With that in mind, AI is a tool that will enable everyone to work smarter, regardless of what they do. And prompt engineering, in one form or another, will enable people to use AI effectively. I don't see it as a 'job' as such; I see it as a skill that will be essential for many different jobs. Making good use of an AI assistant will become as fundamental as the ability to send email. Creating a prompt engineering group is a mistake that many companies will probably make, but it’s a dead end. Prompt engineering is more like data analysis: yes, there's a small number of people with the job title 'data analyst,' but data analysis is a skill that can be immensely useful to anyone.

A few people have argued that prompt engineering won't be needed in the future because the language models will become good enough that people don't need it. That could happen (and OpenAI's highly anticipated release of their Code Explorer plugin might be a step in that direction), but I'm skeptical. Think about these questions I'm answering. I could have asked ChatGPT to write the answers (I didn't), but to do a good job I'd have to tell it exactly what points I wanted to make, what tone to use, work through several rewrites, and so forth. Now think about what it would take for me to get a human to write the answers. I'd have to tell them exactly what points I wanted to make, what tone to use… Exactly the same thing. Prompt engineering will only become unnecessary if AI fails, or if AI succeeds so fantastically that it can read my mind. Neither is likely.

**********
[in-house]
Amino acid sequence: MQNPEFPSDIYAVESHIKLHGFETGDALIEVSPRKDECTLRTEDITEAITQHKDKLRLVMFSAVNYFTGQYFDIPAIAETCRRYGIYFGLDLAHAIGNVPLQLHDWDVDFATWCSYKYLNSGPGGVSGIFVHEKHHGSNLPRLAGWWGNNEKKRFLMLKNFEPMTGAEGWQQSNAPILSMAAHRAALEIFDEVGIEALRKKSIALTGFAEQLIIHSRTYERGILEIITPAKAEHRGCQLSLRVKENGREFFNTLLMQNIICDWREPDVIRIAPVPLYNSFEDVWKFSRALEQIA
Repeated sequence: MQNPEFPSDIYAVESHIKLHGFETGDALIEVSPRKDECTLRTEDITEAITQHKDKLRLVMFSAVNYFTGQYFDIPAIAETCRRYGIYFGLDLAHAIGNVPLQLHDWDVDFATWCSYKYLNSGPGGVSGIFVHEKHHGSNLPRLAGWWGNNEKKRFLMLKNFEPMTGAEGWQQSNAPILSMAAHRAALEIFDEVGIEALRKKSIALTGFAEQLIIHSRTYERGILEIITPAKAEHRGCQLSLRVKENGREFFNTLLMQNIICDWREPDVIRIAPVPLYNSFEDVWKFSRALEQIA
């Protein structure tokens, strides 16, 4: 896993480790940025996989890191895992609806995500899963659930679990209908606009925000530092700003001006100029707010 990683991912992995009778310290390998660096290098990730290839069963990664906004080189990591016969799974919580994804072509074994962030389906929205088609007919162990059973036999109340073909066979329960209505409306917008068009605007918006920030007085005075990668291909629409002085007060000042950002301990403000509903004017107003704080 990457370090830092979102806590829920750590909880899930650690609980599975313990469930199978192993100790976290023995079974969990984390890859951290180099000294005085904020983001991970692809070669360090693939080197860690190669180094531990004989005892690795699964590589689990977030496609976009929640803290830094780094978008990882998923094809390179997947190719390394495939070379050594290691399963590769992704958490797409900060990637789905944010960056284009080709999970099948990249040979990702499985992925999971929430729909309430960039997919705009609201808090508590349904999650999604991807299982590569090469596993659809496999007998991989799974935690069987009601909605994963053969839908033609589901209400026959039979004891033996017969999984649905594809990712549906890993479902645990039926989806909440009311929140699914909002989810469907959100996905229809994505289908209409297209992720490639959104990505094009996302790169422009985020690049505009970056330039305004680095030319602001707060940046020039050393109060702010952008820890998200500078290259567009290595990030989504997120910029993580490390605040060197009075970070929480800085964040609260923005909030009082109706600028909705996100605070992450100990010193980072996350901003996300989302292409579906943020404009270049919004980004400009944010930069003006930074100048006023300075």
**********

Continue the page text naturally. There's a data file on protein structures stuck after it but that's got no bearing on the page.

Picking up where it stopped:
BN: What effect will the increased use of generative AI and LLM tools have on companies as they implement these processes into their workflows?

ML: We're still in the early days of large language models, but we are beginning to see how they're playing out in the real world. Even if they don't get much better than GPT-4, it's clear that they're going to be important tools for anyone who deals with content, whether that content is words, pictures, or source code. This will affect all parts of any business. That means everyone will need to learn how to work effectively with tools like ChatGPT and, specifically, learn how to write effective prompts. With generative AI touching so many business functions, nearly every employee will benefit from some training in prompt engineering to know what inputs are needed to get the best results possible. That is how employees can prove their worth in an age where AI is quickly advancing.